Democratic Need to Be Understood As A Stimulus For Artistic Creativity

Neither seen nor known,
I am the perfume living and dead come on the wind!

Neither seen nor known, chance or genius?
Hardly come, the task is ended!

Neither read nor understood?
What mistakes destined for the best minds!

Neither seen nor known,
The time of a bare breast between two smocks!

Paul Valery

… When the Word has disentangled flesh from love… it was around a calling into question of desire by wisdom that a drama was reborn in which the Word is involved. …The secret of desire is revealed to us and, with it, the secret of all nobility.
Jacques Lacan, “Escrits”, W. W. Norton, 1996, p. 636 – 637

Democracy is a beautiful, paradoxical, admirable “freak of history”. It’s a combination of democraticity (the ability to like what is dissimilar, different from us) and individualism, commonality and uniqueness. It is the uniqueness’s search to be accepted into the commonality as equal, the attempt of spiritual aristocracy to be recognize as part of “plebs”, the individuality’s (in all its dissimilarity from the common psychological pattern of collective identity) claim to be taken into commune. In other words, democracy is a community that is capable of including otherness to become a pluralistic community where the principle of togetherness doesn’t demand similarity/identity as a condition for being a part of togetherness.

In this sense, poets of individual stance in the world, of a unique vantage point of their worldview always personify this democratic need to be accepted despite their difference from the common psychological denominator of the community life (based on the principle similarity/identity). Poets are “freaks” demanding to be accepted as “frogs”, “tricks” demanding to be accepted as truisms, cracks demanding acceptance from crooks – as equals, demanding their right to be recognized and tolerated by the community in spite of their difference from the community’s common identity.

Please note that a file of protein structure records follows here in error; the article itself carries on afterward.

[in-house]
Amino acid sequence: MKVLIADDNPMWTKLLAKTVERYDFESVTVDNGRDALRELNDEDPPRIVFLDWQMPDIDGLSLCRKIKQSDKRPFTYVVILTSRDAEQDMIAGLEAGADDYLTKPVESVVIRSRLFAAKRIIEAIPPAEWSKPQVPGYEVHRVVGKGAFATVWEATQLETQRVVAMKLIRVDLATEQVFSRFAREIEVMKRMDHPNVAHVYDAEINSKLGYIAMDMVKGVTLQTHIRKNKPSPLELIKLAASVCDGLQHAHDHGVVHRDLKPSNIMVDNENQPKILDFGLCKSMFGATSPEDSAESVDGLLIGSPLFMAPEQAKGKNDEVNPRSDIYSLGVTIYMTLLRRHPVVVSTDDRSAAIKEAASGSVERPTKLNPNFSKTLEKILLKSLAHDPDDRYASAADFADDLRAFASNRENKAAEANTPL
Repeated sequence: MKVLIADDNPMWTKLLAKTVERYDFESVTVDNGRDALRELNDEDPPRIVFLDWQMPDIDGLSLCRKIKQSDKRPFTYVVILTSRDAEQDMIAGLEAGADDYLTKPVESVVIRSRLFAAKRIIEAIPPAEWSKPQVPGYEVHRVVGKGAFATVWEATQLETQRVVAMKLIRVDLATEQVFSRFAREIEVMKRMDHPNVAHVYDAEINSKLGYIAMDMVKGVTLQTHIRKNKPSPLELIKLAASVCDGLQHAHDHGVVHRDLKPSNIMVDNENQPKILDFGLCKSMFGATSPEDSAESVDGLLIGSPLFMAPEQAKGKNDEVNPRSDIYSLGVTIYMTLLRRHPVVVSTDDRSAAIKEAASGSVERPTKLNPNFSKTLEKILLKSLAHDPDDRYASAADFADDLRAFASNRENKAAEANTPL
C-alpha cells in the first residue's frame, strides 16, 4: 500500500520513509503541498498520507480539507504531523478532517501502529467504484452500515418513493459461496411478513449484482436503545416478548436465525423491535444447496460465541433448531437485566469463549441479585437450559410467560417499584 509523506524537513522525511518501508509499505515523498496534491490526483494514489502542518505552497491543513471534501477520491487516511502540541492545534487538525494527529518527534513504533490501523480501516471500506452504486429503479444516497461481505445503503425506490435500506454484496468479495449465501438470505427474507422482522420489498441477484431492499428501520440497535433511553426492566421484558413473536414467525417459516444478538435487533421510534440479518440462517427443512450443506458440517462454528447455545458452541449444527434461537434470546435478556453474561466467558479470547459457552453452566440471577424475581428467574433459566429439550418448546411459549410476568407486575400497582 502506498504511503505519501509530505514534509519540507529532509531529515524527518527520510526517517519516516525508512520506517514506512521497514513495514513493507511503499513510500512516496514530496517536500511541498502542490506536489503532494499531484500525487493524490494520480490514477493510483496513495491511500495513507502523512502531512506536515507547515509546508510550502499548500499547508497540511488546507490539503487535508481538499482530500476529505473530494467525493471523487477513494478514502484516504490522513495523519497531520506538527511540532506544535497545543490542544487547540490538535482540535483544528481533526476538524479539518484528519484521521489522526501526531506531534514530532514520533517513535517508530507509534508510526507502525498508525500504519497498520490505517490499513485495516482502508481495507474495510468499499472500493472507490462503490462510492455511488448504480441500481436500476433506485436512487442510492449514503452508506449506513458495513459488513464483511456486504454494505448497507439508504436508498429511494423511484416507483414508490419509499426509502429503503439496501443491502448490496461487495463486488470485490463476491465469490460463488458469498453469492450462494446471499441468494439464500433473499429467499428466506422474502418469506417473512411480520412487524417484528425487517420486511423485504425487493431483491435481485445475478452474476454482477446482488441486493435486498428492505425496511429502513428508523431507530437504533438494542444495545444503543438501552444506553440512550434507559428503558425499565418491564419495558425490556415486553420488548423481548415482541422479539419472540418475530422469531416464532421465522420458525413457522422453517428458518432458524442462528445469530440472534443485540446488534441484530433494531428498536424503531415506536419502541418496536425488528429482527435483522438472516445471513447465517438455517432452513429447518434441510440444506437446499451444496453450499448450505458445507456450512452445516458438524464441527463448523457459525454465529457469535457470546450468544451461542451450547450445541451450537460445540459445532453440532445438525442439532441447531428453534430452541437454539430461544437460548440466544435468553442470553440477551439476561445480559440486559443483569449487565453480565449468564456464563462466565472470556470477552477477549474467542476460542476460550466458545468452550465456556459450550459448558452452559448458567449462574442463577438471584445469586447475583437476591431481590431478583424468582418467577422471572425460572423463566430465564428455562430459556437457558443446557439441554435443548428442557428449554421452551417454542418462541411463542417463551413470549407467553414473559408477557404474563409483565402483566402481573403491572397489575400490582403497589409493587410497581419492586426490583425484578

Why in this poem Paul Valery is so sensitive how he is perceived by the community of readers? Is it self-centeredness, narcissistic auto-philia, vain desire to be appreciated and loved? Why is he making such huge point of being seen and known, and read and understood? It seems that the more unusual and unique personality the person is – the stronger is his democratic need to be accepted as he is. The more different you are – the more you have the need to be accepted with the same unconditionality as if you were identical with those whose acceptance you seek. In other words, the more unique in his/her personality the person is the more democratically oriented s/he is, the more s/he needs democracy as his/her abode. The farther you are from a common denominator of human type accepted in a certain community as the (collective) norm the more you need a democratic community (in its drastic difference from traditional, totalitarian one, based on similarity/identity of its members).